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Mark of New Jersey

Mark is a Founding Editor of The League of Ordinary Gentlemen, the predecessor of Ordinary Times.

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13 Responses

  1. Avatar Zach says:

    On top of that, ignorance of the law isn’t an excuse. There’s good reason for regulating agricultural imports, and it’s your responsibility as an importer to familiarize yourself with the law. Expecting laws “to protect innocents by requiring substantial proof that an accused person acted with actual criminal intent” is absurd. I doubt many at the Washington Times would extend the same sympathy to perpetrators of violent crimes who weren’t aware of all the ramifications of their actions. Tough on crime, unless it’s white collar.Report

    • Avatar Mark Thompson in reply to Zach says:

      Ehhh….this goes too far in the other direction. When we criminalize conduct, we usually at least have some sort of mens rea requirement. True, ignorance of the law is no excuse, but that’s different from imposing strict criminal liability on anyone who commits a regulatory violation.

      We do, however, regularly impose strict civil liability for regulatory violations in the form of fines and license suspensions.

      Sending someone to jail for simply failing to properly fill out paperwork is really draconian. Sending someone to jail for knowingly failing to properly fill out paperwork is generally ok.

      So yeah, we can criminalize the importation of endangered species without much of a break from traditional mens rea requirements – as long as the defendant knew they were importing that species, traditional criminal law says that it’s ok to convict whether or not they know importing that species was illegal. But it’s a big break from traditional mens rea requirements to convict for a failure to complete paperwork related to the importation of something that is legal to import where the defendant had no idea that he was required to complete that paperwork. For that, the appropriate action to take is historically just fines or license suspensions (or maybe, in some circumstances, treatment as a misdemeanor).Report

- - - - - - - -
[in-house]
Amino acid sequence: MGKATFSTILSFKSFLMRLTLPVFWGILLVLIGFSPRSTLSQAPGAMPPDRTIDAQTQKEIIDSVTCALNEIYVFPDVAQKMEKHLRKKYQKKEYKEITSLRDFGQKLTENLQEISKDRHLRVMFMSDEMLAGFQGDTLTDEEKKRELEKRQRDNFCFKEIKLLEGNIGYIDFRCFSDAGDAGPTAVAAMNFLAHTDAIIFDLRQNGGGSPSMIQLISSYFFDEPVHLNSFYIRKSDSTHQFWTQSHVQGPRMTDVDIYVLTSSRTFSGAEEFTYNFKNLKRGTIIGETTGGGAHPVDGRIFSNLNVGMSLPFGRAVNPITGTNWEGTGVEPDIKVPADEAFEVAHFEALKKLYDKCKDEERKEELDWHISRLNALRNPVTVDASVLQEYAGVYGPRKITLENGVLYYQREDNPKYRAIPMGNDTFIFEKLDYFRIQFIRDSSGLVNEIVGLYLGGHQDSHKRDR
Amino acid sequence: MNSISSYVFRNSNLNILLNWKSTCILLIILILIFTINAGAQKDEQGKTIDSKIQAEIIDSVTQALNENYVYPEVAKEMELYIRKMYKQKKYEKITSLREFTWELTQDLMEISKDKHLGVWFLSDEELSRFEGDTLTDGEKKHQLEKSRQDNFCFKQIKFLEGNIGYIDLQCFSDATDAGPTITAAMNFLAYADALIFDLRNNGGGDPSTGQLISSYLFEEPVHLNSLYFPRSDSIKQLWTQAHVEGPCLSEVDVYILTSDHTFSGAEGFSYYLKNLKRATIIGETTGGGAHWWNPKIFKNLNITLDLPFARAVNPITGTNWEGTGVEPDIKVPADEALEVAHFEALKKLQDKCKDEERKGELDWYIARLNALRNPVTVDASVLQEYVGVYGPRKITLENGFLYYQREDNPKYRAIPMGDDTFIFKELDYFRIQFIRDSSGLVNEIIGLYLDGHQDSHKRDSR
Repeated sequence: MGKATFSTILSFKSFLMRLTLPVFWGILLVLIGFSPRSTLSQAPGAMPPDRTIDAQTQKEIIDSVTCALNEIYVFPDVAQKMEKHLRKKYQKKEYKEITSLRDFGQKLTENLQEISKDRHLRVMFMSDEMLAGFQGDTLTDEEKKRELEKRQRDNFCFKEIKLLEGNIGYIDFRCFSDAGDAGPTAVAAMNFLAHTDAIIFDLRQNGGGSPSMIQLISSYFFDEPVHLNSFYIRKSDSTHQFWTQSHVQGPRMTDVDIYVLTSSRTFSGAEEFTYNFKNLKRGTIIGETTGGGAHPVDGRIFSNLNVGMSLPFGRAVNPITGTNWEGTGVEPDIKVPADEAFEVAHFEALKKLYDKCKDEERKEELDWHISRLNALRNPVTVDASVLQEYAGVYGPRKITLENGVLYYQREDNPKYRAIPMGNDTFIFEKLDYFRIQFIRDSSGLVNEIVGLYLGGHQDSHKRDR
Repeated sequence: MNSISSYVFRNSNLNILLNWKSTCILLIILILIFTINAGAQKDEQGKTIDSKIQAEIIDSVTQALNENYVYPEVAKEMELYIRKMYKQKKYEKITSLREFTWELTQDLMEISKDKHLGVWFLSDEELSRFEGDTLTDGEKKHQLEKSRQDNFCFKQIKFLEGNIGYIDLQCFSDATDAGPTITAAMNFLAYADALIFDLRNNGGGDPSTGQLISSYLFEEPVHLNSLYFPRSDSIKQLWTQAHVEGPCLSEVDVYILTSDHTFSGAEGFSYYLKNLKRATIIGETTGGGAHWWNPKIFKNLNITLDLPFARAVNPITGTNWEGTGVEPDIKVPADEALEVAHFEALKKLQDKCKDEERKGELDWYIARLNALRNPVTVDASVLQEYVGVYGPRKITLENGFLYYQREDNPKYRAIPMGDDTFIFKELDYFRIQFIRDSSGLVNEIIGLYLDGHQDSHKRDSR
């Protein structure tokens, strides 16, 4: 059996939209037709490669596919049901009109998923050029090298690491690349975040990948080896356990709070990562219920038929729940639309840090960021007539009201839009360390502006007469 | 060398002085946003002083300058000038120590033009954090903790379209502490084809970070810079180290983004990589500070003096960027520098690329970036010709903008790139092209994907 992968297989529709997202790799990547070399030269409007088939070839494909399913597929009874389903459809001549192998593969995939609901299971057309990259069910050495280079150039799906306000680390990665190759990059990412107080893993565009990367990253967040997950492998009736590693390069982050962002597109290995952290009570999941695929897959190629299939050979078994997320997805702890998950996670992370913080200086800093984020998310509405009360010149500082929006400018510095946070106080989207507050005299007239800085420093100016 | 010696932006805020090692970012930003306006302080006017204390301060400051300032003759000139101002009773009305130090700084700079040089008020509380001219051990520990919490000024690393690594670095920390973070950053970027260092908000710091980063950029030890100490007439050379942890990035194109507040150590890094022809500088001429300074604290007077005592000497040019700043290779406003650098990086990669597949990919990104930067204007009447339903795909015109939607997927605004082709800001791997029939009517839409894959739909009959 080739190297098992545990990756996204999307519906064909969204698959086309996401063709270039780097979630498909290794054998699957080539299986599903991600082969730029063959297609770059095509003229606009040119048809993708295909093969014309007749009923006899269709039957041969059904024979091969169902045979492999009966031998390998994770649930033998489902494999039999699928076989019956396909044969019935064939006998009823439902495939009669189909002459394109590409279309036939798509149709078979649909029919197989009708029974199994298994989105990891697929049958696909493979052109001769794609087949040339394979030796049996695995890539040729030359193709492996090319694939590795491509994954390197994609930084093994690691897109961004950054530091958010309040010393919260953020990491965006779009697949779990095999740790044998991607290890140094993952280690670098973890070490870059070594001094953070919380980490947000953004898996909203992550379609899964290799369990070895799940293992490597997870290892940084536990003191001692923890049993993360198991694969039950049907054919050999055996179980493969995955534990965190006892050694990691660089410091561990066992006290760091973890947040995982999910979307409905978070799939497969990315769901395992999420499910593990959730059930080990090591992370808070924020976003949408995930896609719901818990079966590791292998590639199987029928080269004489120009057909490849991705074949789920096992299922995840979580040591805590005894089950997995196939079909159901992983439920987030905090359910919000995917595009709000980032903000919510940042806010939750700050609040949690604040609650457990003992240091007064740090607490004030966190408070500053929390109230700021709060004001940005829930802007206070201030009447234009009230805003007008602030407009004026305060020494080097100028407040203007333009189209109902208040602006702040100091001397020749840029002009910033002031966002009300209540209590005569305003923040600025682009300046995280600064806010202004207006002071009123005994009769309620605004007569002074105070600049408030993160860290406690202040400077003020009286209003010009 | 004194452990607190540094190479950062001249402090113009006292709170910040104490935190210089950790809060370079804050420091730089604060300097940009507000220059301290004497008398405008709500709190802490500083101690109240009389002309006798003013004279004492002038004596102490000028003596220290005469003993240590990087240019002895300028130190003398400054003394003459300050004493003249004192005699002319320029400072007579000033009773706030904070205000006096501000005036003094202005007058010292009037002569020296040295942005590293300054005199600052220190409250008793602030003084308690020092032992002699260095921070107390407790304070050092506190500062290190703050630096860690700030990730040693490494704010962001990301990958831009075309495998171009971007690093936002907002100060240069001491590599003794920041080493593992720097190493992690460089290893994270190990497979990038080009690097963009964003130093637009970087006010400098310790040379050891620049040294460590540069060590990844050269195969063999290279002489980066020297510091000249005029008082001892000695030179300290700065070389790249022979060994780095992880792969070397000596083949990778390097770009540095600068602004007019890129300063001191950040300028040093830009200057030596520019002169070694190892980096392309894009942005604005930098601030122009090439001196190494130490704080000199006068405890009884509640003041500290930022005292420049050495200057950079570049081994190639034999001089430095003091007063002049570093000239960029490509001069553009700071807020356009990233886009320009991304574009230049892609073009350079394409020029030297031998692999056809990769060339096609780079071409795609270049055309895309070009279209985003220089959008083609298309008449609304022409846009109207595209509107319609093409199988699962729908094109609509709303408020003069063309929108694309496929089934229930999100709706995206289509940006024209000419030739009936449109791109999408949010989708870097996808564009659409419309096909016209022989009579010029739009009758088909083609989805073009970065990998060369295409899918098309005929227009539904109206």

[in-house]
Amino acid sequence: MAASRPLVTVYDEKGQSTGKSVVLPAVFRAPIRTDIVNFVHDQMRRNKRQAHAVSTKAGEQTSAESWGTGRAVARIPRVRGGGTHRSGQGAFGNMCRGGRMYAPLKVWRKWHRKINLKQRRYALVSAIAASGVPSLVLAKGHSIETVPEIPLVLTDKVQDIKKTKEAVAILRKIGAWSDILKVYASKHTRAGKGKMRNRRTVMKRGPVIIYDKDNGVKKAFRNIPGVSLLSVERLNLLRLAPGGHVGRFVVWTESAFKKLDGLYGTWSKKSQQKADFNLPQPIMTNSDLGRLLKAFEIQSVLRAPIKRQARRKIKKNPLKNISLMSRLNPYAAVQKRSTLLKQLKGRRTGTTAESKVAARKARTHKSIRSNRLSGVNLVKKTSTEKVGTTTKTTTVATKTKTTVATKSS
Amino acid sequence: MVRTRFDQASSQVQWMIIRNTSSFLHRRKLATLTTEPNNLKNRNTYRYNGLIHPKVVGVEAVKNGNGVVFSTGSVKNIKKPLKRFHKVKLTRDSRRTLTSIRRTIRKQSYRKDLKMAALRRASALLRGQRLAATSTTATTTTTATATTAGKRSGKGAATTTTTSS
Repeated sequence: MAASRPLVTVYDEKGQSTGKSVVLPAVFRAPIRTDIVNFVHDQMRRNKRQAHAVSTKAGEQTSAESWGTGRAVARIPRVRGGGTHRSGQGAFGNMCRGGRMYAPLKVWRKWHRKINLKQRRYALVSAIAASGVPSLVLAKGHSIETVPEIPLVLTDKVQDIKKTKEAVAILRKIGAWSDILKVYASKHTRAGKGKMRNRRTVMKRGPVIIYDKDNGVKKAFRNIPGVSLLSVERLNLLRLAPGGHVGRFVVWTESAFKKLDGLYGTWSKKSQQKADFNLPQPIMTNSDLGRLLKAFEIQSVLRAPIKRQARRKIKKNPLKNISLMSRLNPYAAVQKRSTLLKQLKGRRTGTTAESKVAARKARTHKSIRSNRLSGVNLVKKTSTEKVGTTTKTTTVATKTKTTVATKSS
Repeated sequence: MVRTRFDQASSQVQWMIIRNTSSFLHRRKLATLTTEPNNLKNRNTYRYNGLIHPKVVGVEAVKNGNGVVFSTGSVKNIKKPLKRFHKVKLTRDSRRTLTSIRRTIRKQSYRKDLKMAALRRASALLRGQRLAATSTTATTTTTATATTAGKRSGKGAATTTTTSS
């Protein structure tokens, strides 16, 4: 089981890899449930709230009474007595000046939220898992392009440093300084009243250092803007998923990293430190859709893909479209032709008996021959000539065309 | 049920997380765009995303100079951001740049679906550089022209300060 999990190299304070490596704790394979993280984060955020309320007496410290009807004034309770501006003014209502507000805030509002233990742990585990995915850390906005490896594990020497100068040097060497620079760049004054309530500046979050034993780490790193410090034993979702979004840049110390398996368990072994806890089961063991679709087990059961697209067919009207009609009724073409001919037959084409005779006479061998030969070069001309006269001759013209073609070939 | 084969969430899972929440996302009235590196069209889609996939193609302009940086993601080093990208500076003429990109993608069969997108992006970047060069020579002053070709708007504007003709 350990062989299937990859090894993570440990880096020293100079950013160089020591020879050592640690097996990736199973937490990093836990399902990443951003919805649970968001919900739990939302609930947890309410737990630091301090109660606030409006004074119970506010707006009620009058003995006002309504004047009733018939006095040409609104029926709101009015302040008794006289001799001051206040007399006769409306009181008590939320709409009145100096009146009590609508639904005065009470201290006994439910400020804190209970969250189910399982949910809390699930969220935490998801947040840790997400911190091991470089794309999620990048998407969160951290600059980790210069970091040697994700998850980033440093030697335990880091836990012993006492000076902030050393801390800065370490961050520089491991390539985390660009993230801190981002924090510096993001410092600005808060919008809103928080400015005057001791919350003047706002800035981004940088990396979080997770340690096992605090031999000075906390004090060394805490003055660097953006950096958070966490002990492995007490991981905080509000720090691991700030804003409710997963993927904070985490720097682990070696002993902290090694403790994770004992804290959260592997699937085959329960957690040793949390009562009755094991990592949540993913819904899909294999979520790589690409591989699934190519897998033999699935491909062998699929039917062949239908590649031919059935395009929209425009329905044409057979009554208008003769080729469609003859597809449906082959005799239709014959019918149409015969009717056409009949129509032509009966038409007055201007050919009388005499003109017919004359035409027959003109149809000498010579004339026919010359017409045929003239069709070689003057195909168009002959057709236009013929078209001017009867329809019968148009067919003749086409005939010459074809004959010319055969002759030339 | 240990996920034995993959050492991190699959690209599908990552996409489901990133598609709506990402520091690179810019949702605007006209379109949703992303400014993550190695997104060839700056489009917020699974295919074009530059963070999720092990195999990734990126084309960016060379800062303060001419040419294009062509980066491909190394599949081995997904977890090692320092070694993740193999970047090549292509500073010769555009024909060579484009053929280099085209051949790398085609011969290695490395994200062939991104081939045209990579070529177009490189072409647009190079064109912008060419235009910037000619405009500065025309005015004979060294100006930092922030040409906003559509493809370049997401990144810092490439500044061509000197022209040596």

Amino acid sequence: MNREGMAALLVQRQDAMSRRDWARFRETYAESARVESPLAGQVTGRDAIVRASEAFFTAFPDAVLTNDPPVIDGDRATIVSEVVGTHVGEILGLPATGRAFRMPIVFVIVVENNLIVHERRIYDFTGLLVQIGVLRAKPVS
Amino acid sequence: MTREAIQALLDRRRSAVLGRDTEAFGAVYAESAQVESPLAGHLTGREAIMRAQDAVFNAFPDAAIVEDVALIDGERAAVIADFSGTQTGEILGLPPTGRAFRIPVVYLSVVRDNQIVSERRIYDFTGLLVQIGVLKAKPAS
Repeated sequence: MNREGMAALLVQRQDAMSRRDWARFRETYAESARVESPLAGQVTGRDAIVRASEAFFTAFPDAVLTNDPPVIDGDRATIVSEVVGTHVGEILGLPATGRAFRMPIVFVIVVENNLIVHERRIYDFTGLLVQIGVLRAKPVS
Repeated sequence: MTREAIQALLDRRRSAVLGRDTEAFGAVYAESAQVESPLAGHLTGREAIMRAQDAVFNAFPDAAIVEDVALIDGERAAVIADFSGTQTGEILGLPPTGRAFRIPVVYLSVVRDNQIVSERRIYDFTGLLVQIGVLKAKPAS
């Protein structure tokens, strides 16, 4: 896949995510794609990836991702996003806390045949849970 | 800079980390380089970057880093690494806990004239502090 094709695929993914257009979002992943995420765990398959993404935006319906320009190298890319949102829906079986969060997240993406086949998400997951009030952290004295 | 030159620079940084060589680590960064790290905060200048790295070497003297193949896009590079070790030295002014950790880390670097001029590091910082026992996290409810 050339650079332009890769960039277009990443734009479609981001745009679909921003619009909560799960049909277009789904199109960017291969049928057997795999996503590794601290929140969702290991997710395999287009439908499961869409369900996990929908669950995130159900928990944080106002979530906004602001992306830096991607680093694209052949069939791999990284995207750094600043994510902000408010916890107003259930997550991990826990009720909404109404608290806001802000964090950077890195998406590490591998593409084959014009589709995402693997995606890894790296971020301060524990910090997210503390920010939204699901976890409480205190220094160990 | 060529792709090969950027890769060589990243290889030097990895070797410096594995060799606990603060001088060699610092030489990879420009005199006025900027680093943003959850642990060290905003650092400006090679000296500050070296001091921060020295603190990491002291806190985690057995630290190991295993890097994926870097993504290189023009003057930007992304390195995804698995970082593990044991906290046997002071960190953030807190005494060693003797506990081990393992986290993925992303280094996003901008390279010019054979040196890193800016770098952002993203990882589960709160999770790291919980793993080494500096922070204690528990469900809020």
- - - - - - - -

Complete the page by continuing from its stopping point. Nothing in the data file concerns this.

• Avatar Zach in reply to Mark Thompson says:

        I don’t see how the defendant could know that importing a certain type of orchid was legal with certainty (with anyone remotely involved with the practice knowing that importation of certain species is illegal) without also being aware of the regulatory requirements of legally importing that type of orchid.Report

        • Avatar Mark Thompson in reply to Zach says:

          Why not? Not everyone goes through the hoops of checking the regulations to see what is and is not legal to import before they go ahead and import something. Plenty of times, they just assume it’s legal and import it.

          Regardless, whether they’re aware of the regulatory requirement is a fact issue. Certainly evidence that they researched the legality of importing item x can be used to suggest that they were aware of the need to complete Form 1010101, but it is not dispositive in and of itself.Report

          • Avatar Zach in reply to Mark Thompson says:

            I think that in the process of becoming certain that importing x is legal it is inevitable that one would discover the need to fill out some sort of form and then be responsible for finding out it’s form 1010101. I would allow for a case where an exporter is knowingly deceiving an importer and lies about a lack of forms to fill out. That’s different from not bothering to do the legwork, though.Report

            • Avatar Mark Thompson in reply to Zach says:

              Like I said, though – that’s a fact issue, not a legal issue. In other words, the defendant’s state of mind is for the jury to decide – it can’t just be assumed as a matter of law to the point where you just remove the mens rea requirement and make it a strict liability felony.Report

  2. Avatar Will says:

    Good catch, Mark (and props to Ken, as well).Report

  3. Avatar Jaybird says:

    Legalize Orchids.Report

  4. Avatar greginak says:

    another option is never trust the washington timesReport

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